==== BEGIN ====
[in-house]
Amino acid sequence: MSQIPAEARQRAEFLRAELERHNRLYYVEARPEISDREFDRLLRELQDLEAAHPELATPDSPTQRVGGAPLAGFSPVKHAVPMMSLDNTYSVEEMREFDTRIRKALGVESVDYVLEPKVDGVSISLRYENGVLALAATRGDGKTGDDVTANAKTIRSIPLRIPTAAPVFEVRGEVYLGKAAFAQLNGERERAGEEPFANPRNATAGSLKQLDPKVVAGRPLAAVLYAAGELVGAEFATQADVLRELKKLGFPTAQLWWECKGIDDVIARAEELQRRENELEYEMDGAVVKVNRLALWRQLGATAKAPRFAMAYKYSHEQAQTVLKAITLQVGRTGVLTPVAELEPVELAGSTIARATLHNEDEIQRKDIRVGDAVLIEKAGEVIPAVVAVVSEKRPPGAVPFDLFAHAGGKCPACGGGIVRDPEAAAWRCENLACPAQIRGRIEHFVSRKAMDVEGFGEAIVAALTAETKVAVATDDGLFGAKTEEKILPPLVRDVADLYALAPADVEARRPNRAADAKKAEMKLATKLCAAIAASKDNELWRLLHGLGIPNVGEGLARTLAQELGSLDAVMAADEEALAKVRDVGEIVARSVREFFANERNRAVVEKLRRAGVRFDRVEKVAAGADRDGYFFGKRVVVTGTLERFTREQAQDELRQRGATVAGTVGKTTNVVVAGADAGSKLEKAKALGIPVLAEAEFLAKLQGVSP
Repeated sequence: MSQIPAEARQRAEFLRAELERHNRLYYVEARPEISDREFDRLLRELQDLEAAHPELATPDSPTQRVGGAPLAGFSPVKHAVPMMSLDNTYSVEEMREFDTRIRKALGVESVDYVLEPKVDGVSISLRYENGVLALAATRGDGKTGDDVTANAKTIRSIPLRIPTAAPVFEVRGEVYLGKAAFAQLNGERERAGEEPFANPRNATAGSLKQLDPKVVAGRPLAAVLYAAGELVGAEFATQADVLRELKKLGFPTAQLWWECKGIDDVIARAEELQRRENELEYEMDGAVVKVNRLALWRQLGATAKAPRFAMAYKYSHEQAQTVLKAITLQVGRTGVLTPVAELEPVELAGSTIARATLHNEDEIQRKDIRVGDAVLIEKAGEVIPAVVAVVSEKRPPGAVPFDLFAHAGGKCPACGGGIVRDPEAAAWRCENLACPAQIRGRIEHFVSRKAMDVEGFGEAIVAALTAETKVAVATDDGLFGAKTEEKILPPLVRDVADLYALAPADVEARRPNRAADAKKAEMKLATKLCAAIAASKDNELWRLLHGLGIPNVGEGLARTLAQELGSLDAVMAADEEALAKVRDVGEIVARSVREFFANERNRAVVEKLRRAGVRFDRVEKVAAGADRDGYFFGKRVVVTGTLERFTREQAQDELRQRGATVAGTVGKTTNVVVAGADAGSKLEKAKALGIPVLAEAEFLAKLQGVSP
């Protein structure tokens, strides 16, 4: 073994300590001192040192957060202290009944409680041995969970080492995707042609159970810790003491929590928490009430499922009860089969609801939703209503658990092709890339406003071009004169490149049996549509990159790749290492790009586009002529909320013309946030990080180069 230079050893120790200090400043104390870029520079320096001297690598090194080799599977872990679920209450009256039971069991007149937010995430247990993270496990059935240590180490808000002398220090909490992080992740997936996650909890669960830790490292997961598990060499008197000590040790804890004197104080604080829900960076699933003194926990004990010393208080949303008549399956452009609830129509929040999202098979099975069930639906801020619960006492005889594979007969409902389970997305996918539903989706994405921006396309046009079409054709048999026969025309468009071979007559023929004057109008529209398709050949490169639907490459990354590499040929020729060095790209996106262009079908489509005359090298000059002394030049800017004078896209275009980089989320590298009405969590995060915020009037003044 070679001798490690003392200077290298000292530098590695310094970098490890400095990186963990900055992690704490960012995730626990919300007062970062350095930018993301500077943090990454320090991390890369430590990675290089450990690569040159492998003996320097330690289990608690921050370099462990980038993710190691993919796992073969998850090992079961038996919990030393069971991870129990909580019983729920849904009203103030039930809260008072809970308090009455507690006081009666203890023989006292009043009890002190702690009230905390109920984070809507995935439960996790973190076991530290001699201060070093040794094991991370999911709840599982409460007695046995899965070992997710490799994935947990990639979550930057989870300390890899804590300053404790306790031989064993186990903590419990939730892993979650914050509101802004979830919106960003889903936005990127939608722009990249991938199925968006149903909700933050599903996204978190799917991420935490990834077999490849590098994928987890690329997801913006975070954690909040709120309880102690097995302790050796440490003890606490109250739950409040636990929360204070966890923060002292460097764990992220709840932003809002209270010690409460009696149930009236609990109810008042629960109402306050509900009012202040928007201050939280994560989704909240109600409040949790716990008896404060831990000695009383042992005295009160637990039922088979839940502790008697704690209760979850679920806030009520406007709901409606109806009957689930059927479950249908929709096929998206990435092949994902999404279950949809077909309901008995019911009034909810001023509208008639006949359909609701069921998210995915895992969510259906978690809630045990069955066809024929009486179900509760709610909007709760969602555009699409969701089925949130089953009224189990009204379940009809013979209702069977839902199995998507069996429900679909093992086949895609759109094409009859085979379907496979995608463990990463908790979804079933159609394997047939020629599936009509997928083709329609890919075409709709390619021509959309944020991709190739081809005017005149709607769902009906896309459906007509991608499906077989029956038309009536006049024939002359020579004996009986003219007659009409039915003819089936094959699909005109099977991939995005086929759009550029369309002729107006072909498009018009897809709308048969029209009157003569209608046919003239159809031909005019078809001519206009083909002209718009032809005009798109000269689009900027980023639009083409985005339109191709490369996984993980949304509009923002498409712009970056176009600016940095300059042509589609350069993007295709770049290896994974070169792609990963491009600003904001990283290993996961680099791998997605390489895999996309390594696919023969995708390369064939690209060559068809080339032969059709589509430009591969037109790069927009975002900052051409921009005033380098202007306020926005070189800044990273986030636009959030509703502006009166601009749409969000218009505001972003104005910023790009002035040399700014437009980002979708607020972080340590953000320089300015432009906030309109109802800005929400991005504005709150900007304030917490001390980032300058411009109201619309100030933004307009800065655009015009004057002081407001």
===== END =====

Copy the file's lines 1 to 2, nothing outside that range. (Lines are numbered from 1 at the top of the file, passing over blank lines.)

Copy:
[in-house]
Amino acid sequence: MSQIPAEARQRAEFLRAELERHNRLYYVEARPEISDREFDRLLRELQDLEAAHPELATPDSPTQRVGGAPLAGFSPVKHAVPMMSLDNTYSVEEMREFDTRIRKALGVESVDYVLEPKVDGVSISLRYENGVLALAATRGDGKTGDDVTANAKTIRSIPLRIPTAAPVFEVRGEVYLGKAAFAQLNGERERAGEEPFANPRNATAGSLKQLDPKVVAGRPLAAVLYAAGELVGAEFATQADVLRELKKLGFPTAQLWWECKGIDDVIARAEELQRRENELEYEMDGAVVKVNRLALWRQLGATAKAPRFAMAYKYSHEQAQTVLKAITLQVGRTGVLTPVAELEPVELAGSTIARATLHNEDEIQRKDIRVGDAVLIEKAGEVIPAVVAVVSEKRPPGAVPFDLFAHAGGKCPACGGGIVRDPEAAAWRCENLACPAQIRGRIEHFVSRKAMDVEGFGEAIVAALTAETKVAVATDDGLFGAKTEEKILPPLVRDVADLYALAPADVEARRPNRAADAKKAEMKLATKLCAAIAASKDNELWRLLHGLGIPNVGEGLARTLAQELGSLDAVMAADEEALAKVRDVGEIVARSVREFFANERNRAVVEKLRRAGVRFDRVEKVAAGADRDGYFFGKRVVVTGTLERFTREQAQDELRQRGATVAGTVGKTTNVVVAGADAGSKLEKAKALGIPVLAEAEFLAKLQGVSP